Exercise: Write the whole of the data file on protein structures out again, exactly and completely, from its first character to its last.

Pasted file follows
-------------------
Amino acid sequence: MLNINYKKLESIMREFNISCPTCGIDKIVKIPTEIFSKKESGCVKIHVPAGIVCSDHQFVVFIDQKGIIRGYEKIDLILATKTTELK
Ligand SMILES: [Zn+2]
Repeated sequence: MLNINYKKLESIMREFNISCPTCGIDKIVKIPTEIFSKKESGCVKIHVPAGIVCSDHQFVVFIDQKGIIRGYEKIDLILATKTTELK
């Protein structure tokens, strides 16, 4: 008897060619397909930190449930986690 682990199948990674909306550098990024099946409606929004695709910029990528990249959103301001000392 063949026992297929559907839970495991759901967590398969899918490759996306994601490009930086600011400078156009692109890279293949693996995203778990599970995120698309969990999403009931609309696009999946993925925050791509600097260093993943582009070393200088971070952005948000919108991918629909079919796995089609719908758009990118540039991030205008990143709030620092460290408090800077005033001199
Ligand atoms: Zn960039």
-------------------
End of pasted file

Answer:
Amino acid sequence: MLNINYKKLESIMREFNISCPTCGIDKIVKIPTEIFSKKESGCVKIHVPAGIVCSDHQFVVFIDQKGIIRGYEKIDLILATKTTELK
Ligand SMILES: [Zn+2]
Repeated sequence: MLNINYKKLESIMREFNISCPTCGIDKIVKIPTEIFSKKESGCVKIHVPAGIVCSDHQFVVFIDQKGIIRGYEKIDLILATKTTELK
């Protein structure tokens, strides 16, 4: 008897060619397909930190449930986690 682990199948990674909306550098990024099946409606929004695709910029990528990249959103301001000392 063949026992297929559907839970495991759901967590398969899918490759996306994601490009930086600011400078156009692109890279293949693996995203778990599970995120698309969990999403009931609309696009999946993925925050791509600097260093993943582009070393200088971070952005948000919108991918629909079919796995089609719908758009990118540039991030205008990143709030620092460290408090800077005033001199
Ligand atoms: Zn960039």